Now, before we go any further, we know what you might be thinking. This is the part where most people start visualizing the Hollywood version of sex trafficking: young boys and girls kidnapped or tricked in some Third World or Eastern European country, kept in chains and forced to perform in black market pornography, or to work as prostitutes in some massage parlor, seedy motel, or other makeshift brothel—or boys and girls from the same backgrounds, smuggled into the United States and abused in similar ways.
Although trafficking absolutely can look like this, at least in New York City, and in every other state in the US and most countries in the world, this often isn’t what it looks like.
These trafficking crimes in the New York Post’s report aren’t just happening in run-down buildings in the bad parts of town, and the victims aren’t always chained up. This is why sex trafficking can infuse itself so seamlessly into society and what we see online—victims don’t announce themselves, speak up, or even understand that they’re victims in the first place.
“It happens right under our noses . . . This is something that could be happening right in our neighborhoods,” says Juanito Vargas, vice president of the victim-assistance nonprofit Safe Horizon.
“You go to the deli in your neighborhood and are served your morning coffee by someone, and you don’t know if that person is being trafficked,” he says.
What does this have to do with porn?
This is the reality of what the porn industry fuels (and fantasizes): real people being sexually abused and exploited at the hands of family members, traffickers, and pimps. Each click to porn content directly fuels the demand for sex traffickers to make money by selling videos and images of their sex slaves to porn sites. But what about major porn studios and porn sites—aren’t they completely separate from the sexual exploitation issue?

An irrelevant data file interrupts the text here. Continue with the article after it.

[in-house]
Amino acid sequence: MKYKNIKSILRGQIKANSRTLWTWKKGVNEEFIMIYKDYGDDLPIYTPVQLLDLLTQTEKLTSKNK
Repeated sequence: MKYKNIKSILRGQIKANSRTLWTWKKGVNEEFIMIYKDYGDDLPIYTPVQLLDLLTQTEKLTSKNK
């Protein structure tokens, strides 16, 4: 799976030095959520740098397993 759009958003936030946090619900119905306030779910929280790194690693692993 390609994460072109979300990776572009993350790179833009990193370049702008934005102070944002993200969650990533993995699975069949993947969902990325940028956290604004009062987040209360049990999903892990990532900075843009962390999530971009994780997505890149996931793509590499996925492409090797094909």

After all, when someone is sex trafficked, there are undoubtedly videos and images taken of them for commercial purposes, like advertising them online. Consider how, in one survey, 63% of underage sex trafficking victims said they had been advertised or sold online.
Sometimes, these images and videos end up on popular sites. And unfortunately, the more the mainstream adult entertainment industry flourishes, the bigger the opposing globalized black market for porn and exploitation will become, and the more difficult it becomes to differentiate whether content is from an illicit source or not.
Not to mention that the higher the demand for porn, even porn that was produced in professional studios (which, newsflash, also abuse their performers), the more sex traffickers will want to profit from that lucrative demand for sexual exploitation, and the more they’ll exploit vulnerable people to get there. After all, considering the numbers, it’s big business to do so.
Stopping the demand starts with us shining a light on the realities of what’s happening around us, even in our own countries and cities.
Learn to recognize the signs of trafficking, and know what local law enforcement agency to call if you see something. Get involved with local anti-trafficking organizations by seeing which ones are in your specific area. Together, our voices make a difference, and together, we can end sexual exploitation and slavery.